You can't live in photography world without basic knowledge about ISO, Shutter Speed and Aperture. So what exactly they are: 

 ISO, Shutter Speed and Aperture definition

ISO – the sensitivity of your camera to light. A lower number representing lower sensitivity, while higher numbers mean more sensitivity. As the ISO increases, so does the grain/noise in the images. ISO may come from 100, 200, 400, 800, 1600 up to 256000 or higher

Shutter Speed – the length of time a camera shutter is open to expose light into the camera sensor. It measured in fractions of a second. Slow shutter speeds allow more light into the camera sensor and your image is brighter, while fast shutter speeds help to freeze motion. Examples of shutter speeds: 1/100 (1/100th of a second), 1/30, 1/60, 1", 2"...

Aperture – a hole within a lens, through which light travels into the camera body. The larger the hole, the more light passes to the camera sensor. Aperture also controls the depth of field, which is the portion of a scene that appears to be sharp. If the aperture is narrow, the image is sharp, while if the aperture is wide, there will be some blur area on your image. Aperture is expressed in “f” numbers. Examples are: f/2.0, f/2.8, f/4.0, f/5.6, f/8.0.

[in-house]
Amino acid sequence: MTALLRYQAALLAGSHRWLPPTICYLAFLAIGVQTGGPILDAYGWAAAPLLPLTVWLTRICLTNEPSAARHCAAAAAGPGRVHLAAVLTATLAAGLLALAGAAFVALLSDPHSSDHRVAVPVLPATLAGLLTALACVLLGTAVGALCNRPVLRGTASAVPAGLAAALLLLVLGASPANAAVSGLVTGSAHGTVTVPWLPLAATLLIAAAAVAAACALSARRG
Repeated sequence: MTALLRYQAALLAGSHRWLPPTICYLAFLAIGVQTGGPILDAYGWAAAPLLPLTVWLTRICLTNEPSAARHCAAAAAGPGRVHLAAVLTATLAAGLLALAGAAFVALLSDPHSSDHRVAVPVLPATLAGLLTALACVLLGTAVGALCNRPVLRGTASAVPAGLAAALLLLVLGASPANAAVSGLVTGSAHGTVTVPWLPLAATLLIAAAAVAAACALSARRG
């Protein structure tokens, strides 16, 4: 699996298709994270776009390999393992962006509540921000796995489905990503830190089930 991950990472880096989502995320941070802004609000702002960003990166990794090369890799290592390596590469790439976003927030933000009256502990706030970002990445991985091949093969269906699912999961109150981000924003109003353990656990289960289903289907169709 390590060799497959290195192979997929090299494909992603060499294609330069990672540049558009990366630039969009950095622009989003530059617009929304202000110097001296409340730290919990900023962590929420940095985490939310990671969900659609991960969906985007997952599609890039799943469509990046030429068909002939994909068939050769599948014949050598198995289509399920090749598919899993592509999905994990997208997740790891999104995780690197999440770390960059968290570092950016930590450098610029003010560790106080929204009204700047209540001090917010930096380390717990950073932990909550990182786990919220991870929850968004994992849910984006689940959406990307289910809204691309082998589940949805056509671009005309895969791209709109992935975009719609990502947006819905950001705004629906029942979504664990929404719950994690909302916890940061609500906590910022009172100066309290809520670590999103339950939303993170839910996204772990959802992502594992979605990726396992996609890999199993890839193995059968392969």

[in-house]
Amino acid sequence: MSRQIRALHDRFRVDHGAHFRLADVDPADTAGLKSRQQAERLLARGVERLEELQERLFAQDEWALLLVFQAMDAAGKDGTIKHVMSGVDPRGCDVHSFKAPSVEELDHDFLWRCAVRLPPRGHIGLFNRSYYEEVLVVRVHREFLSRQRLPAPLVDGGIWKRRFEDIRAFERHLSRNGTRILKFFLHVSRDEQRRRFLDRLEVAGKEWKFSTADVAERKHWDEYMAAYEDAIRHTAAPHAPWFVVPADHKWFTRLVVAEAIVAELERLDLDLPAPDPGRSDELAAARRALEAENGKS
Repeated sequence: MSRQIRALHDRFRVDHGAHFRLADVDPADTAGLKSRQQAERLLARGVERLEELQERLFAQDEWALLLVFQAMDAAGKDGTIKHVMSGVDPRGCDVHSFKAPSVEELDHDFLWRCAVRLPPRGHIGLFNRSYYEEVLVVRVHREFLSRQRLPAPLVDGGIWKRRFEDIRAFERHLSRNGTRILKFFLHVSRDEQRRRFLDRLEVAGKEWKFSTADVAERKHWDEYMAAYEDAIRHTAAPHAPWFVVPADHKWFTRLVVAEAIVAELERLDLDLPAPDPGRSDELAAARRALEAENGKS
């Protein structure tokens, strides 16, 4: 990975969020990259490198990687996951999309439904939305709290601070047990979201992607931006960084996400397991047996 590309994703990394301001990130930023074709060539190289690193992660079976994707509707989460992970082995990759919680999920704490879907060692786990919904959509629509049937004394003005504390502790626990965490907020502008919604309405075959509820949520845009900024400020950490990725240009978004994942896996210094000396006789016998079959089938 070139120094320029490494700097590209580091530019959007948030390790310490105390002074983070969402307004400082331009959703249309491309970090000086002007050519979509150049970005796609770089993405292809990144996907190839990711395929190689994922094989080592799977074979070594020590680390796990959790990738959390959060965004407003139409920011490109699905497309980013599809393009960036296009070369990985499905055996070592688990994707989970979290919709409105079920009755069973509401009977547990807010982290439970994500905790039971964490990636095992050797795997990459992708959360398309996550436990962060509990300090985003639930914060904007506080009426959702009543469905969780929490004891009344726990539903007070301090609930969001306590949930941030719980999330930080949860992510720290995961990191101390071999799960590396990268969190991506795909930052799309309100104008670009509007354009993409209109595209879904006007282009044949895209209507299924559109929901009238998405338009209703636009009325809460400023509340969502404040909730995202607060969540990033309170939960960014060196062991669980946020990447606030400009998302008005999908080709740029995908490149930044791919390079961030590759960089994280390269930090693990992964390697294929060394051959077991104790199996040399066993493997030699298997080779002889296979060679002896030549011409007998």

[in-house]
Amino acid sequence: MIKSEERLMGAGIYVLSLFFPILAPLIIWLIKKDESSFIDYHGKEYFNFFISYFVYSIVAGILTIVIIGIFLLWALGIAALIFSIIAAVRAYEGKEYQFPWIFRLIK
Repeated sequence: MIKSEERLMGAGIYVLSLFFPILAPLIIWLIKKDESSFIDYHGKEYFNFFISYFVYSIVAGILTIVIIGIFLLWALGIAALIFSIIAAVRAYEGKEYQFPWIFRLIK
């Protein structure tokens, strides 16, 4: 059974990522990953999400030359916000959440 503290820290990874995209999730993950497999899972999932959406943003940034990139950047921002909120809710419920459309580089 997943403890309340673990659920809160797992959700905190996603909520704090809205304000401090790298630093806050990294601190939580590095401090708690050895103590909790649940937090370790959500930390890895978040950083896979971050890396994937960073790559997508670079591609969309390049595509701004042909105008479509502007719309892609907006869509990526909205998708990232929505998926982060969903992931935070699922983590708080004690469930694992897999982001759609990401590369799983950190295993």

Illustration of ISO, shutter speed and aperture

How Shutter Speed, Aperture and ISO work together

ISO: mainly for control the bright of images. At the same shutter speed and aperture, when you change ISO the higher ISO, the brighter image you get, the grain/noise amount will raise too. So if you take photo in darkness, you should raise the ISO.   

Shutter Speed: At the same ISO and aperture, the faster shutter speed is, the darker image you get, but you also can capture freeze motion. So if you have to take photo of something fast (car, sport, moving object...), you should set shutter speed as fast as possible. In exchange, you get darker image. If you set shutter speed to be very slow, you will get the interesting effect, and brighter image too. 

Aperture: At the same ISO and aperture, the wider aperture is, the blurrer image is. If you want to create depth of field effect, or bokeh effect, set the aperture wide (1.2 to 2.8), if you want everything sharp, set the aperture narrow. 

By playing with these 3 parameters, you can create a lot of exciting images.

 


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